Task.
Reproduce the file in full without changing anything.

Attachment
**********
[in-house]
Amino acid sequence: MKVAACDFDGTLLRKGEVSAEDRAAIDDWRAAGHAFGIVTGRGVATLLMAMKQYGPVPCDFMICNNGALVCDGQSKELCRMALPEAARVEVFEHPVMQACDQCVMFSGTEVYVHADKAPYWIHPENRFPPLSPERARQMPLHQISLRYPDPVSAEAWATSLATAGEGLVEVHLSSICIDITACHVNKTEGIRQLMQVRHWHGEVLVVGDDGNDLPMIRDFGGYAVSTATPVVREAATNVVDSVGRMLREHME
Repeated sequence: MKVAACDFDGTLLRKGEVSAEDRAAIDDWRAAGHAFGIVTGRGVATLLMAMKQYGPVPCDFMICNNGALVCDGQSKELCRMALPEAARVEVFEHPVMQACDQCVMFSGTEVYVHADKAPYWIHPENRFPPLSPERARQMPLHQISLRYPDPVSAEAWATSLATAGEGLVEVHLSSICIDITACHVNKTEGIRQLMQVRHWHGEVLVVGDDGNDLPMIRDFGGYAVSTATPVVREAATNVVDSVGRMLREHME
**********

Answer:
[in-house]
Amino acid sequence: MKVAACDFDGTLLRKGEVSAEDRAAIDDWRAAGHAFGIVTGRGVATLLMAMKQYGPVPCDFMICNNGALVCDGQSKELCRMALPEAARVEVFEHPVMQACDQCVMFSGTEVYVHADKAPYWIHPENRFPPLSPERARQMPLHQISLRYPDPVSAEAWATSLATAGEGLVEVHLSSICIDITACHVNKTEGIRQLMQVRHWHGEVLVVGDDGNDLPMIRDFGGYAVSTATPVVREAATNVVDSVGRMLREHME
Repeated sequence: MKVAACDFDGTLLRKGEVSAEDRAAIDDWRAAGHAFGIVTGRGVATLLMAMKQYGPVPCDFMICNNGALVCDGQSKELCRMALPEAARVEVFEHPVMQACDQCVMFSGTEVYVHADKAPYWIHPENRFPPLSPERARQMPLHQISLRYPDPVSAEAWATSLATAGEGLVEVHLSSICIDITACHVNKTEGIRQLMQVRHWHGEVLVVGDDGNDLPMIRDFGGYAVSTATPVVREAATNVVDSVGRMLREHME